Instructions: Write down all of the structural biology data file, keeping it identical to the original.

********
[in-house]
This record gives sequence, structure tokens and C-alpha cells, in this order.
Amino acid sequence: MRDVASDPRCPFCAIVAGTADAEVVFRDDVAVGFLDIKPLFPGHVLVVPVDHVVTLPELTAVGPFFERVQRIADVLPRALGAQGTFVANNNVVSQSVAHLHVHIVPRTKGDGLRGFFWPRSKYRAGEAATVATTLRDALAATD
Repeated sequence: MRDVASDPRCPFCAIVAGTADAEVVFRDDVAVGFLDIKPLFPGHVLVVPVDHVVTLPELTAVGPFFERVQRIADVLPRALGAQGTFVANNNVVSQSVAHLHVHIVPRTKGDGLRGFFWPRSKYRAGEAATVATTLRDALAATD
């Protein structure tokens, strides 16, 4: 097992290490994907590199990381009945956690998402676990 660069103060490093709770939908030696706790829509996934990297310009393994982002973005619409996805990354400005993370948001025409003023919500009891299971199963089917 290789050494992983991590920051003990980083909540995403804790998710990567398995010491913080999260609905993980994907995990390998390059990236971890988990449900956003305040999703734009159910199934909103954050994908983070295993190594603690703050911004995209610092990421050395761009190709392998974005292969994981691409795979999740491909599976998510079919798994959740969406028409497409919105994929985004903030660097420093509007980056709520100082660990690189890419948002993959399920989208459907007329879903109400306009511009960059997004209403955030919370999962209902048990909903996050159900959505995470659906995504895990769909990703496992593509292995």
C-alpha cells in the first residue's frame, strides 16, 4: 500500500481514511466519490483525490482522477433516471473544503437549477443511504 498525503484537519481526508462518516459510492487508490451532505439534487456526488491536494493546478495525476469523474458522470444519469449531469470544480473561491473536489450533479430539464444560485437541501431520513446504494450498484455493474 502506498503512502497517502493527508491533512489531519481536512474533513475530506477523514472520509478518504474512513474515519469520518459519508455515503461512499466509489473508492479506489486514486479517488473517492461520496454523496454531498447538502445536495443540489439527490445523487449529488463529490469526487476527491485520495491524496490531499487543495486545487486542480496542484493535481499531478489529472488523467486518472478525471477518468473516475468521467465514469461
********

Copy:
[in-house]
This record gives sequence, structure tokens and C-alpha cells, in this order.
Amino acid sequence: MRDVASDPRCPFCAIVAGTADAEVVFRDDVAVGFLDIKPLFPGHVLVVPVDHVVTLPELTAVGPFFERVQRIADVLPRALGAQGTFVANNNVVSQSVAHLHVHIVPRTKGDGLRGFFWPRSKYRAGEAATVATTLRDALAATD
Repeated sequence: MRDVASDPRCPFCAIVAGTADAEVVFRDDVAVGFLDIKPLFPGHVLVVPVDHVVTLPELTAVGPFFERVQRIADVLPRALGAQGTFVANNNVVSQSVAHLHVHIVPRTKGDGLRGFFWPRSKYRAGEAATVATTLRDALAATD
């Protein structure tokens, strides 16, 4: 097992290490994907590199990381009945956690998402676990 660069103060490093709770939908030696706790829509996934990297310009393994982002973005619409996805990354400005993370948001025409003023919500009891299971199963089917 290789050494992983991590920051003990980083909540995403804790998710990567398995010491913080999260609905993980994907995990390998390059990236971890988990449900956003305040999703734009159910199934909103954050994908983070295993190594603690703050911004995209610092990421050395761009190709392998974005292969994981691409795979999740491909599976998510079919798994959740969406028409497409919105994929985004903030660097420093509007980056709520100082660990690189890419948002993959399920989208459907007329879903109400306009511009960059997004209403955030919370999962209902048990909903996050159900959505995470659906995504895990769909990703496992593509292995």
C-alpha cells in the first residue's frame, strides 16, 4: 500500500481514511466519490483525490482522477433516471473544503437549477443511504 498525503484537519481526508462518516459510492487508490451532505439534487456526488491536494493546478495525476469523474458522470444519469449531469470544480473561491473536489450533479430539464444560485437541501431520513446504494450498484455493474 502506498503512502497517502493527508491533512489531519481536512474533513475530506477523514472520509478518504474512513474515519469520518459519508455515503461512499466509489473508492479506489486514486479517488473517492461520496454523496454531498447538502445536495443540489439527490445523487449529488463529490469526487476527491485520495491524496490531499487543495486545487486542480496542484493535481499531478489529472488523467486518472478525471477518468473516475468521467465514469461